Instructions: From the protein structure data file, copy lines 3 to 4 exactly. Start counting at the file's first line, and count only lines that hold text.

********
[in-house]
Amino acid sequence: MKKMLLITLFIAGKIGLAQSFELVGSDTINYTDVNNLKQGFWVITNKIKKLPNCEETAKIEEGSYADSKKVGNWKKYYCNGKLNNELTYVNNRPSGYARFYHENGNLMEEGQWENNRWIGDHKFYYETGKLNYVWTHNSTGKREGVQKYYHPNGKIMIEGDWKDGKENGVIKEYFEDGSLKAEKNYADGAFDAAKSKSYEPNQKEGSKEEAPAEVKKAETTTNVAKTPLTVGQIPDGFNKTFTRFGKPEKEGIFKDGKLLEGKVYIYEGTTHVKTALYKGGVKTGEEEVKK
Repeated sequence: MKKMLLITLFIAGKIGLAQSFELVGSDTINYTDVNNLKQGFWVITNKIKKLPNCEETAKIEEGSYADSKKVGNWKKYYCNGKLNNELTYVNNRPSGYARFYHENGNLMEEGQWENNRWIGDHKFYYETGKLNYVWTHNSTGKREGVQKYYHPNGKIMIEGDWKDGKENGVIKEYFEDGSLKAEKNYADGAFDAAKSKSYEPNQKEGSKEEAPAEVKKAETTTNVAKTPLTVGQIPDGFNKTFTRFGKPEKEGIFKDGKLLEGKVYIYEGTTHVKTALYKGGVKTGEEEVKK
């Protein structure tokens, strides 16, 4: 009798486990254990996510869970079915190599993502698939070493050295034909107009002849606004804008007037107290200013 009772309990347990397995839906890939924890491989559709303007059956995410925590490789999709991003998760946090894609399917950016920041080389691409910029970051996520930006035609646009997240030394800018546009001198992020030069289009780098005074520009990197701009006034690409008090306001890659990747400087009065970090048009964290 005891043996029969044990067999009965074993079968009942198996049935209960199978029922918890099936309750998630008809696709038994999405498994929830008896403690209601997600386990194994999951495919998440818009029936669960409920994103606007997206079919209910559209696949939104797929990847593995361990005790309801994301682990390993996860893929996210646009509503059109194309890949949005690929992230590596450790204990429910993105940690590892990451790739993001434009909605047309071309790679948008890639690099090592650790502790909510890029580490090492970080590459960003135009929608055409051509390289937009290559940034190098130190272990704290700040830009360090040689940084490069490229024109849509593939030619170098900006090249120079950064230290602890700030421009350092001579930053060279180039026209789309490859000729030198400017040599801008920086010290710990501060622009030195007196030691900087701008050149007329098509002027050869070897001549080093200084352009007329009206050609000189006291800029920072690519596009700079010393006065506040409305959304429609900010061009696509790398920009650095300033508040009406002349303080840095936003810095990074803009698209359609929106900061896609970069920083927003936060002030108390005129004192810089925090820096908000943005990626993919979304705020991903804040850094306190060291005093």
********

Repeated sequence: MKKMLLITLFIAGKIGLAQSFELVGSDTINYTDVNNLKQGFWVITNKIKKLPNCEETAKIEEGSYADSKKVGNWKKYYCNGKLNNELTYVNNRPSGYARFYHENGNLMEEGQWENNRWIGDHKFYYETGKLNYVWTHNSTGKREGVQKYYHPNGKIMIEGDWKDGKENGVIKEYFEDGSLKAEKNYADGAFDAAKSKSYEPNQKEGSKEEAPAEVKKAETTTNVAKTPLTVGQIPDGFNKTFTRFGKPEKEGIFKDGKLLEGKVYIYEGTTHVKTALYKGGVKTGEEEVKK
């Protein structure tokens, strides 16, 4: 009798486990254990996510869970079915190599993502698939070493050295034909107009002849606004804008007037107290200013 009772309990347990397995839906890939924890491989559709303007059956995410925590490789999709991003998760946090894609399917950016920041080389691409910029970051996520930006035609646009997240030394800018546009001198992020030069289009780098005074520009990197701009006034690409008090306001890659990747400087009065970090048009964290 005891043996029969044990067999009965074993079968009942198996049935209960199978029922918890099936309750998630008809696709038994999405498994929830008896403690209601997600386990194994999951495919998440818009029936669960409920994103606007997206079919209910559209696949939104797929990847593995361990005790309801994301682990390993996860893929996210646009509503059109194309890949949005690929992230590596450790204990429910993105940690590892990451790739993001434009909605047309071309790679948008890639690099090592650790502790909510890029580490090492970080590459960003135009929608055409051509390289937009290559940034190098130190272990704290700040830009360090040689940084490069490229024109849509593939030619170098900006090249120079950064230290602890700030421009350092001579930053060279180039026209789309490859000729030198400017040599801008920086010290710990501060622009030195007196030691900087701008050149007329098509002027050869070897001549080093200084352009007329009206050609000189006291800029920072690519596009700079010393006065506040409305959304429609900010061009696509790398920009650095300033508040009406002349303080840095936003810095990074803009698209359609929106900061896609970069920083927003936060002030108390005129004192810089925090820096908000943005990626993919979304705020991903804040850094306190060291005093």